The average diameter of the ZSM-22 crystals was determined from the XRD patterns using the Scherrer equation, as indicated in Table 1. The data in the table indicates that crystals from seedless systems have smaller average diameters than the crystals obtained with seeds, as expected. This behavior may be due to two factors: 1) high speed stirring (400 rpm) prevents the formation of large crystals and 2) the use of seed introduces nuclei which speed the crystallization process resulting in larger crystals than for seedless systems. The calculated values for the average diameter of the crystals vary around 10%, because the calculation uses the peak areas from the XRD profiles where errors may surge from axial deviations, heterogeneity of the particles, preferential orientation, among others [12] [13] .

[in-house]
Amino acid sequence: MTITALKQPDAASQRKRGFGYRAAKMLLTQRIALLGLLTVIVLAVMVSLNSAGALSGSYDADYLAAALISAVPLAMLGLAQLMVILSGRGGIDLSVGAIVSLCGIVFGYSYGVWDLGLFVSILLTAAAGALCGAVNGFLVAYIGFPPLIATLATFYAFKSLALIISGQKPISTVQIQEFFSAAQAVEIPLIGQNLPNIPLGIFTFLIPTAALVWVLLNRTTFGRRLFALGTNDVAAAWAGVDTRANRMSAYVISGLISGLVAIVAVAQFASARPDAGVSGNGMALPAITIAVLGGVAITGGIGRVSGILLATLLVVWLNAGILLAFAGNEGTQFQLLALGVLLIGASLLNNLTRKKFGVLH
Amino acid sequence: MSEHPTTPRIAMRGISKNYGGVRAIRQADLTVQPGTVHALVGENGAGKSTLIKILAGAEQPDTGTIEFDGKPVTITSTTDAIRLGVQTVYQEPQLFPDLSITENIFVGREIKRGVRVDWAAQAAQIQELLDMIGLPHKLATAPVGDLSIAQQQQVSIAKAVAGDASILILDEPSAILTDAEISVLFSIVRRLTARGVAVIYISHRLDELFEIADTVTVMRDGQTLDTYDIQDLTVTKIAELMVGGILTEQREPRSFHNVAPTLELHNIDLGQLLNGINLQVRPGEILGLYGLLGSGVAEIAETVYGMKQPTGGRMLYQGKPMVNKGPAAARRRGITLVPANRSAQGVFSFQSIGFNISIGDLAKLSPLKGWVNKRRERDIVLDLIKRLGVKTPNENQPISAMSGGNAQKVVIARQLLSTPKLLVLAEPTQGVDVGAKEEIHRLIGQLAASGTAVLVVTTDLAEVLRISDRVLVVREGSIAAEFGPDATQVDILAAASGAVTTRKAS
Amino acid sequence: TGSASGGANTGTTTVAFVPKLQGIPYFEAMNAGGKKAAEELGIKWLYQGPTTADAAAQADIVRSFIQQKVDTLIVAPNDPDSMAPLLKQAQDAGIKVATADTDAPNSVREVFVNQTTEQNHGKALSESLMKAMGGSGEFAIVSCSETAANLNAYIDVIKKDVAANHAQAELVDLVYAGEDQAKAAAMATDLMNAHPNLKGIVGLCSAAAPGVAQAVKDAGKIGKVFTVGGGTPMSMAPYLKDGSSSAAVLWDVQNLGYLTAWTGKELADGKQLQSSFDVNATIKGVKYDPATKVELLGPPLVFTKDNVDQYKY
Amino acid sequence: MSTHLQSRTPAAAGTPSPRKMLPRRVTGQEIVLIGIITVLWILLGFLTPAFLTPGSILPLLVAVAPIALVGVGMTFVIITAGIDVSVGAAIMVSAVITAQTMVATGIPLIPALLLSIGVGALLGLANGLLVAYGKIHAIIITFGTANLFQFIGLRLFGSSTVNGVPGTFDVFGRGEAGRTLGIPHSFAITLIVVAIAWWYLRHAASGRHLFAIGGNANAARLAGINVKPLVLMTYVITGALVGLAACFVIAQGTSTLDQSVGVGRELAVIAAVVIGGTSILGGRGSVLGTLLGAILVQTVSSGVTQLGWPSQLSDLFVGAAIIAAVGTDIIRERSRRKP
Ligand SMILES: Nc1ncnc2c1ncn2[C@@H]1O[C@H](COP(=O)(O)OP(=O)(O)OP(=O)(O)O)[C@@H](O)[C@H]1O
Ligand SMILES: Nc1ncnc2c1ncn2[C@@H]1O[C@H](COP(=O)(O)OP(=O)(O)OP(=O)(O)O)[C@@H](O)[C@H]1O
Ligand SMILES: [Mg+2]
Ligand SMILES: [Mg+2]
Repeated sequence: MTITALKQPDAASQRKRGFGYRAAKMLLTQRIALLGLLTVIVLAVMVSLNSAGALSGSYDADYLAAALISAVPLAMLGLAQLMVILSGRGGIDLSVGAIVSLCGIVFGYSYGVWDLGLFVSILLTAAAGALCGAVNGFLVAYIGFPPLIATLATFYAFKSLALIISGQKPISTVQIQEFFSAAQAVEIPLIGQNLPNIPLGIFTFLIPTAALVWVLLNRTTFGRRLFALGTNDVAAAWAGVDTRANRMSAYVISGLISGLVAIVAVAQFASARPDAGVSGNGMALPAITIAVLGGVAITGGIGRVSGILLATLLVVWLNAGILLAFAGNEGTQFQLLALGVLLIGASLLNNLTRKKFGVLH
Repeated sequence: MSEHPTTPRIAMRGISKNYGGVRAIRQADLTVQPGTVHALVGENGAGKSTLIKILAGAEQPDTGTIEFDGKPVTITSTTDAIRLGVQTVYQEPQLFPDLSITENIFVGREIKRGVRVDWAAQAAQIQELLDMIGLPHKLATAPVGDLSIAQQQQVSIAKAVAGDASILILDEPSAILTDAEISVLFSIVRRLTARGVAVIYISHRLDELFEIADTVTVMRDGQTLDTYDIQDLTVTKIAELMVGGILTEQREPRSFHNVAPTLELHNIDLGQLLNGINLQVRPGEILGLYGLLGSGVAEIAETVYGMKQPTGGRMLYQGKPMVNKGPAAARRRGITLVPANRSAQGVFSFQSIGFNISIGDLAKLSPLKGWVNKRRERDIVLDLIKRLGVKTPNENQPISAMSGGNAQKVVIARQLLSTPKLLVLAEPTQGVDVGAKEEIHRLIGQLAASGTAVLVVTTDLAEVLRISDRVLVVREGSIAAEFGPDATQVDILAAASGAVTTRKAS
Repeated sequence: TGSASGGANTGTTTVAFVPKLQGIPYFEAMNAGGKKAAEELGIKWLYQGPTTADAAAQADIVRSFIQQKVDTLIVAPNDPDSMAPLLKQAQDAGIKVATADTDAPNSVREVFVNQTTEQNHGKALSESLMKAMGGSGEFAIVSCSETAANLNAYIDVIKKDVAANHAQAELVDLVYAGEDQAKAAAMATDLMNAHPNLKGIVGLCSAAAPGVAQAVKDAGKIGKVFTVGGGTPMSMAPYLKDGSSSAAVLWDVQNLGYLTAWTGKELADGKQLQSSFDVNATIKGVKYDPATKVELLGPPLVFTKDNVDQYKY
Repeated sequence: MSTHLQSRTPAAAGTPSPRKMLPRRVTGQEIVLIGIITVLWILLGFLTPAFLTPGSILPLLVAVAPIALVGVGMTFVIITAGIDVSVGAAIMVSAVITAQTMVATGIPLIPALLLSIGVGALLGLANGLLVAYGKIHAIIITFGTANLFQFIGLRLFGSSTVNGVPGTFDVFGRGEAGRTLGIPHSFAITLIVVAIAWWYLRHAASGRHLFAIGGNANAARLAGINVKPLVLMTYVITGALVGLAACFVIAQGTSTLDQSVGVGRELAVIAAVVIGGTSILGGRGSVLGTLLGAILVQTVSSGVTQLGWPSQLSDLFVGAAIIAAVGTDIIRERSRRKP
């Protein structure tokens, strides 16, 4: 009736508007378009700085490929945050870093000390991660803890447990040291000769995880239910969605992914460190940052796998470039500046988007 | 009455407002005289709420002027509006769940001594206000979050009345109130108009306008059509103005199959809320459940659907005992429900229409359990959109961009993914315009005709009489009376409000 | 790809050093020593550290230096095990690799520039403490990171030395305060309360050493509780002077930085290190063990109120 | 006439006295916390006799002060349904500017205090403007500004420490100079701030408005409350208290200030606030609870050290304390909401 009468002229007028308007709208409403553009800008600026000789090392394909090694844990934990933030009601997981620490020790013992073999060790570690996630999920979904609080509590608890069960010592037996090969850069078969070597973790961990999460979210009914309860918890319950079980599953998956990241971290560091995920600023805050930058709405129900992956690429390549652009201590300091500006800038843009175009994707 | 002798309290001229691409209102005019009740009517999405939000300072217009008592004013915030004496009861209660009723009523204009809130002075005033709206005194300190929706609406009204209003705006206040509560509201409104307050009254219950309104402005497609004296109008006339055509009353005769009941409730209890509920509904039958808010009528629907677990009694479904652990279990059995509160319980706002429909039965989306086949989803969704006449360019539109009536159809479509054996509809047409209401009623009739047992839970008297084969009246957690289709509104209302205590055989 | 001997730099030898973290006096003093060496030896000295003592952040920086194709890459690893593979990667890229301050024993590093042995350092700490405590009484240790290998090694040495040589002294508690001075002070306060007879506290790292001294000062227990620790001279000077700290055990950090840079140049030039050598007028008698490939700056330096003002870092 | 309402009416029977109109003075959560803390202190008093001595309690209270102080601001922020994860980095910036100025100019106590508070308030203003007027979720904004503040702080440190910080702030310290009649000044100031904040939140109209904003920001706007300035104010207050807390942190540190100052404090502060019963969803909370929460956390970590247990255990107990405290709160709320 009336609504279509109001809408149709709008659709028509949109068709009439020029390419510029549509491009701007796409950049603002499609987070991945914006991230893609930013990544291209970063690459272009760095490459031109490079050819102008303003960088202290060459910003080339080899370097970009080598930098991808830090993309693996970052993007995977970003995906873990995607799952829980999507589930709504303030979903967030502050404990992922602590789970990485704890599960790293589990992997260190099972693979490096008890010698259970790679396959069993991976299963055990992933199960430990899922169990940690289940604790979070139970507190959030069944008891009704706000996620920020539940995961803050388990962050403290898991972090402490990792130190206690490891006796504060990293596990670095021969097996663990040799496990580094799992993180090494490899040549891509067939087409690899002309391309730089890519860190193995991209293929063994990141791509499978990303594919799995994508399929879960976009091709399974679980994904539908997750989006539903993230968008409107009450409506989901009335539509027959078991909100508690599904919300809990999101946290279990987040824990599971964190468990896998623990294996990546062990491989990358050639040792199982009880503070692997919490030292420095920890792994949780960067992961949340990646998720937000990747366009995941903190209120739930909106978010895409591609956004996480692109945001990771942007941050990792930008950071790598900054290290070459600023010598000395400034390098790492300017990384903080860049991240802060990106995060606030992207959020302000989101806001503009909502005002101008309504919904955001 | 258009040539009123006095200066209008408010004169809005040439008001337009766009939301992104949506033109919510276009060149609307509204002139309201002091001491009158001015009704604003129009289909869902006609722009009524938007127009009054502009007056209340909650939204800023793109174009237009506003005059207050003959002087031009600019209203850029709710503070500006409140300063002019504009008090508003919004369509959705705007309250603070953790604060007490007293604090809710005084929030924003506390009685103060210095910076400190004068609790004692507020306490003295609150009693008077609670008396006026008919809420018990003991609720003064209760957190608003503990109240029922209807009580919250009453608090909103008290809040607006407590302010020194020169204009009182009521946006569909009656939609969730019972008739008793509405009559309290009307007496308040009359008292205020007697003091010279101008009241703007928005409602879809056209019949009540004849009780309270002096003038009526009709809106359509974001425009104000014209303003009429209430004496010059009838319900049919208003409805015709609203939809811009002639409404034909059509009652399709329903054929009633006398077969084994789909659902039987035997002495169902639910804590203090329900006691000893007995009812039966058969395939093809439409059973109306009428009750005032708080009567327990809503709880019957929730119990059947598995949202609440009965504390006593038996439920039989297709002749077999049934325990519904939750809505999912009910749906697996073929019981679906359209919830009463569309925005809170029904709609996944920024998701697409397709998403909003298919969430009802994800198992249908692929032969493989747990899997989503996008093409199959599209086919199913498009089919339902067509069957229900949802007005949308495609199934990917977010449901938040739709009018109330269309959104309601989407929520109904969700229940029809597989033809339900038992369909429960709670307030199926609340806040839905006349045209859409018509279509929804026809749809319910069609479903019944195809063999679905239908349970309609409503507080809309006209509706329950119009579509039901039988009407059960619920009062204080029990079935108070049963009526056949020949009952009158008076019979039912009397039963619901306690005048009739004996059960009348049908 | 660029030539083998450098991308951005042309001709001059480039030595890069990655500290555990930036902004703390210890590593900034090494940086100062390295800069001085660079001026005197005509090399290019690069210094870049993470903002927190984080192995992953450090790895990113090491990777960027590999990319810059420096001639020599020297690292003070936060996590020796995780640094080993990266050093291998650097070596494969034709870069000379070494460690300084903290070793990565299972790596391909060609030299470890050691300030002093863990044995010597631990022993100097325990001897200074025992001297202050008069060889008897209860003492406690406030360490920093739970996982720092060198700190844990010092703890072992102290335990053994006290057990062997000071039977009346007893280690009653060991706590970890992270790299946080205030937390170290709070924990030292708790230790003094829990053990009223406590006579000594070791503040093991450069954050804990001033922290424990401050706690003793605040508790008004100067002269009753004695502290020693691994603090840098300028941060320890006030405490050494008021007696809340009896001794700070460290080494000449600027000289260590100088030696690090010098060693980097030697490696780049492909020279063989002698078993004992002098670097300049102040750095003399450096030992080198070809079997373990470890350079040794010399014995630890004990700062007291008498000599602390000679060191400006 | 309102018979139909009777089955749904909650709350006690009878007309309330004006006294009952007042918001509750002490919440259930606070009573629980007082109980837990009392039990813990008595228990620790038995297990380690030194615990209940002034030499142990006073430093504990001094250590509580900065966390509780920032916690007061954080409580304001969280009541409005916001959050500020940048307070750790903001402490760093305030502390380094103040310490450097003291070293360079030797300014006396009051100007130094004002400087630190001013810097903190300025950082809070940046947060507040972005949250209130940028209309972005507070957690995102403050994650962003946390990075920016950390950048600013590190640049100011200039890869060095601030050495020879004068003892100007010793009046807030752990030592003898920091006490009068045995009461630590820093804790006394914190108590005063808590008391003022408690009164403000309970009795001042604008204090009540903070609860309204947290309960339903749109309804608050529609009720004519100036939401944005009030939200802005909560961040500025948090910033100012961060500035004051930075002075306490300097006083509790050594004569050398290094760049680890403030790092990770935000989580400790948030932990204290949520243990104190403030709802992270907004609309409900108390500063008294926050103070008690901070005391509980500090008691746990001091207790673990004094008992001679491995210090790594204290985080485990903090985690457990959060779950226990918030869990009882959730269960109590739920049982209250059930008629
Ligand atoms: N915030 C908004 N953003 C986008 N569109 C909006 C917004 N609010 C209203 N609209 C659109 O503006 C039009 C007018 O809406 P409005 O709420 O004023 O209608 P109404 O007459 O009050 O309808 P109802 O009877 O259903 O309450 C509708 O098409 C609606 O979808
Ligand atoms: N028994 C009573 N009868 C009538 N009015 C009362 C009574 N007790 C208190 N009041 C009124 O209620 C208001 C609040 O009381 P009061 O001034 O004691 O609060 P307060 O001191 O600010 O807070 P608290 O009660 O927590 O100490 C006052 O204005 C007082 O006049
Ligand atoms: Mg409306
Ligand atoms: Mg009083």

The ATG/DTG curves of different samples of ZSM-22 synthesized in this work were very similar (Figure 5), having as the main feature four distinct events of mass loss.

These events were attributed to the following processes: 1) dehydration of the zeolite; 2) loss of organic template weakly bound to the surface of the material; 3) thermal decomposition of the organic template strongly bound to the surface; 4) loss of structural water by the condensation of silanol groups [4] [14] [15] and elimination of the fragments formed from the template decomposition.

The measurement of weight loss at each step was performed using a DTG curve and the data is summarized in Table 2. The mass loss events related to the removal of organic template (II and III) are responsible for about

Figure 4. Crystallization curves. (a) Stirred + Seeds; (b) Static + Seeds; (c) Stirred Seedless.